Nutrient pollution of urban surface waters in the Twin Cities, Minnesota: sources and solutions

Mar. 29, 2023, 08:00 – 09:30  (Beijing Time)
Mar. 28, 2023, 20:00 – 21:30  (Eastern Time)
Mar. 28, 2023, 17:00 – 18:30  (Phoenix Time)

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Dr. Sarah Hobbie is Distinguished McKnight University Professor in the Department of Ecology, Evolution and Behavior. Her research focuses on the influence of changes in atmospheric composition, climate, and land use on communities and ecosystems, and of urbanization on biodiversity and water quality. She leads the new Minneapolis-St. Paul Metropolitan Area Long Long Term Ecological Research program, focused on understanding interactions between people and nature in the Twin Cities, and is an active researcher with the Cedar Creek Long Term Ecological Research program. She is a member of the National Academy of Sciences and a Fellow of the American Academy of Arts and Sciences. She serves on the Advisory Board of the Earth Leadership Program and on several editorial boards.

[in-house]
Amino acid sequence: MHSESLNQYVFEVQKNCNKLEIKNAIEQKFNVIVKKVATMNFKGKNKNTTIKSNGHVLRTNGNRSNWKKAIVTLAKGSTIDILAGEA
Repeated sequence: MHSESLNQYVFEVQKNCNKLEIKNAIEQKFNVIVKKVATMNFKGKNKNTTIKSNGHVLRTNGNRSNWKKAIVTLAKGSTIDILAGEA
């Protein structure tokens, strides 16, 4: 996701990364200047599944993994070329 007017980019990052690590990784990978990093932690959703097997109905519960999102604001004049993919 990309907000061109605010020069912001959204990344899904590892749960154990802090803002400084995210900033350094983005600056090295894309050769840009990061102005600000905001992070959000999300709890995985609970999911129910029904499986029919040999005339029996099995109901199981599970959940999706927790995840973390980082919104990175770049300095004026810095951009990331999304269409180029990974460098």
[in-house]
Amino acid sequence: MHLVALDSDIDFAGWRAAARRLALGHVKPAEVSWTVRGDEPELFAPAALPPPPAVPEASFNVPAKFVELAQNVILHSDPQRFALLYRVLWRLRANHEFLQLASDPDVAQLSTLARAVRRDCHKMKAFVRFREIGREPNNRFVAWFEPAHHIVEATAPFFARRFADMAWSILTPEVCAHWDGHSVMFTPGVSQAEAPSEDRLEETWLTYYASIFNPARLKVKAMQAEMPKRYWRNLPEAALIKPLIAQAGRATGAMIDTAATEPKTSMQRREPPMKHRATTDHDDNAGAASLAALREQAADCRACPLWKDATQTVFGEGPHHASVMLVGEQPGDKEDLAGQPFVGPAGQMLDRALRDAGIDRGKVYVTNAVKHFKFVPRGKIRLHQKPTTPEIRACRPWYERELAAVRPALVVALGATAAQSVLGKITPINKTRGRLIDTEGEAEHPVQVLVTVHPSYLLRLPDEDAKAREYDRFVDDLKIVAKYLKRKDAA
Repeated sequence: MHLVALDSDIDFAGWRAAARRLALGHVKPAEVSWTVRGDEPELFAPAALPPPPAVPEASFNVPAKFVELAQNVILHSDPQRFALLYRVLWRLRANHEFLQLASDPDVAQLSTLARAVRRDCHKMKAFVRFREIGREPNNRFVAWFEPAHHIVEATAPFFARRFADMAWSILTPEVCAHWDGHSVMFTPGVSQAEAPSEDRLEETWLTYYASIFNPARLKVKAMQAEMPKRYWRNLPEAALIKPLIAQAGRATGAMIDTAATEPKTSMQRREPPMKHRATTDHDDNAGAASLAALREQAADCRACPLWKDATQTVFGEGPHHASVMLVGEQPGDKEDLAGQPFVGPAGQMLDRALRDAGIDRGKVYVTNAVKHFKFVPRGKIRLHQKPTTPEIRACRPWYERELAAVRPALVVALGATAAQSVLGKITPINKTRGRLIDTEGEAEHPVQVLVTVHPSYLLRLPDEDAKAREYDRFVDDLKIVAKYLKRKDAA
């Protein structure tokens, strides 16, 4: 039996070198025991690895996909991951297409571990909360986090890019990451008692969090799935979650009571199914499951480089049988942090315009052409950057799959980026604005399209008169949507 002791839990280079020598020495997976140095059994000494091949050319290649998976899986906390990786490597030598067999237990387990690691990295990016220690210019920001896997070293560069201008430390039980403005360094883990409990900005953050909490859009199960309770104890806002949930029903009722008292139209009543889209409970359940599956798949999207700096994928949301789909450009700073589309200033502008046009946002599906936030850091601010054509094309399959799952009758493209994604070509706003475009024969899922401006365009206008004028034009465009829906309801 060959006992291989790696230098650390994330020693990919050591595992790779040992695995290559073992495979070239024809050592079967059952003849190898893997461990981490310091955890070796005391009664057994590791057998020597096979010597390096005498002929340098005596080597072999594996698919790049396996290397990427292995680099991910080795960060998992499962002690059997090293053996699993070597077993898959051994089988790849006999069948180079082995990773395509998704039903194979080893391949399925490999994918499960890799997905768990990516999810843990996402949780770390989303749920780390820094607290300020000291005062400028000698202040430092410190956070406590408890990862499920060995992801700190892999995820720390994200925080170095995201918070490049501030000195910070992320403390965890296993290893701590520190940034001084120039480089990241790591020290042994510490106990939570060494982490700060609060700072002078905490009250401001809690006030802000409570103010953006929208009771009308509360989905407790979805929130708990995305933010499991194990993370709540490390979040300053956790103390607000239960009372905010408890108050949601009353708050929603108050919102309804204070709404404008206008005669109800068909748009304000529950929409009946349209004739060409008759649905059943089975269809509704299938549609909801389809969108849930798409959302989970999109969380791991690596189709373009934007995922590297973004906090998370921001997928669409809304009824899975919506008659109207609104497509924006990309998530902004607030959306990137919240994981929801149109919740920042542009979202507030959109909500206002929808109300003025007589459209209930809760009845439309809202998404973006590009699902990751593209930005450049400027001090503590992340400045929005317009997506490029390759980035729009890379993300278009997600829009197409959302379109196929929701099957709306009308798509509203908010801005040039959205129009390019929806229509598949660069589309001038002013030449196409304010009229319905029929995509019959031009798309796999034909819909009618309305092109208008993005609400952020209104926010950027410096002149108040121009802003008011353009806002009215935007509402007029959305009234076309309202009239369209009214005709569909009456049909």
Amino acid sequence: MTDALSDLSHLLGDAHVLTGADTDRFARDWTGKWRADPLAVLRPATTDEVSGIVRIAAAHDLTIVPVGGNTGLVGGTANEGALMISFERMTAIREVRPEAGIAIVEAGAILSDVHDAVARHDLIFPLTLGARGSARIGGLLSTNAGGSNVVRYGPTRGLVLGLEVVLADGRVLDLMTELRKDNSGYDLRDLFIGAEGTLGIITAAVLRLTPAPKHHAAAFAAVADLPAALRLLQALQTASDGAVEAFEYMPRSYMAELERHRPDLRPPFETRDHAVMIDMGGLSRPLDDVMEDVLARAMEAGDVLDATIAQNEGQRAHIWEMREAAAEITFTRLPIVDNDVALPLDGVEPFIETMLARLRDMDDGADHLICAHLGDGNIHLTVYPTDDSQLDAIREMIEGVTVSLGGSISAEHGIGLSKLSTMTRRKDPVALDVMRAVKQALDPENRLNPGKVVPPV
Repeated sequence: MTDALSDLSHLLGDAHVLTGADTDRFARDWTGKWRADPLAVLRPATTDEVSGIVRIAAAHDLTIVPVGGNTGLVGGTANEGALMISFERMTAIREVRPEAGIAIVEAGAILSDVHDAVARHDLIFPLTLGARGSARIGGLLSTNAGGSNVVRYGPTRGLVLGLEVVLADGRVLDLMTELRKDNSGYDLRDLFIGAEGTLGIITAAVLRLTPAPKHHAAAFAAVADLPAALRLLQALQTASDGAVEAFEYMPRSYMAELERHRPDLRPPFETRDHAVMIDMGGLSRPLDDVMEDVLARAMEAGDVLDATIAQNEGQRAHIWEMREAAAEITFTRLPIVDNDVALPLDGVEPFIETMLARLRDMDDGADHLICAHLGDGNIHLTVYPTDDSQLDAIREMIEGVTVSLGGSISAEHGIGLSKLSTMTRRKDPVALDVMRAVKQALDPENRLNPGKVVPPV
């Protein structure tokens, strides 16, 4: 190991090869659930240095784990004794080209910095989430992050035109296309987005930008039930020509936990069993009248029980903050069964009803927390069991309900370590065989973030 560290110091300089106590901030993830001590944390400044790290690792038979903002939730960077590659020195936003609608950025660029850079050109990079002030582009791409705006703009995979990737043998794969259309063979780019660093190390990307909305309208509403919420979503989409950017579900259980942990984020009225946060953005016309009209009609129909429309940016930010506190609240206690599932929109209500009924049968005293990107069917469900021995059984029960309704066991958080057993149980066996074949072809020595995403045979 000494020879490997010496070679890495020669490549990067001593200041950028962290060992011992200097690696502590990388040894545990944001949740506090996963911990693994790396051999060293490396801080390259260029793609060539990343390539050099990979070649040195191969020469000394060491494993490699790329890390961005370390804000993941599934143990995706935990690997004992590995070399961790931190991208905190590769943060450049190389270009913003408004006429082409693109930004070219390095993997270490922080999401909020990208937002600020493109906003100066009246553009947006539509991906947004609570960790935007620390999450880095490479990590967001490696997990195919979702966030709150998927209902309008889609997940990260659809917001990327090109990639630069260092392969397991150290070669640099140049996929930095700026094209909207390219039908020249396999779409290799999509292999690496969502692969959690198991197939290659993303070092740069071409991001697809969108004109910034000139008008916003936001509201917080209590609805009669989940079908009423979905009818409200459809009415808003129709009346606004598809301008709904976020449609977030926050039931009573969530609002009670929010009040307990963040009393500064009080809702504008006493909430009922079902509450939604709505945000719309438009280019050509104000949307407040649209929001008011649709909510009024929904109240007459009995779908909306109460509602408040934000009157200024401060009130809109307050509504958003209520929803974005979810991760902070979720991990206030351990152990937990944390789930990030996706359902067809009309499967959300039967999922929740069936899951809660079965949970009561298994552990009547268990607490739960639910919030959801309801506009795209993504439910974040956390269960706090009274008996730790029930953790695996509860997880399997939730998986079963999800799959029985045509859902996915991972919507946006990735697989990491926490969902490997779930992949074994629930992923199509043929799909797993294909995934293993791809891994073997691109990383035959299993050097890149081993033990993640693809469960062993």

Managing excess nutrients remains a major obstacle to improving ecosystem service benefits of urban waters. We have been taking a small-watershed approach to address water quality impairment of surface waters in the Minneapolis-St. Paul metropolitan area in Minnesota, USA. We have shown that watersheds retained only 18% of net phosphorus (P) inputs versus 78% of net nitrogen (N) inputs, despite relatively low P inputs related to a statewide restriction on lawn P fertilizer use. In contrast to many non-urban watersheds that exhibit high P retention, these urban watersheds have high street and storm sewer densities that enhance transport of P-rich materials from landscapes to stormwater and local lakes. Further work showed that tree litterfall into streets can account for 40-60% of P transport from land to stormwater, and that targeted street sweeping can be a cost-effective method for managing urban P pollution. Working with the Minnesota Pollution Control Agency, we helped develop a new, data-driven pollution crediting approach that is being emulated in other states. Our work shows that advancing ecosystem-level understanding of urban watersheds can generate insights that promote novel solutions to solving urban water quality challenges.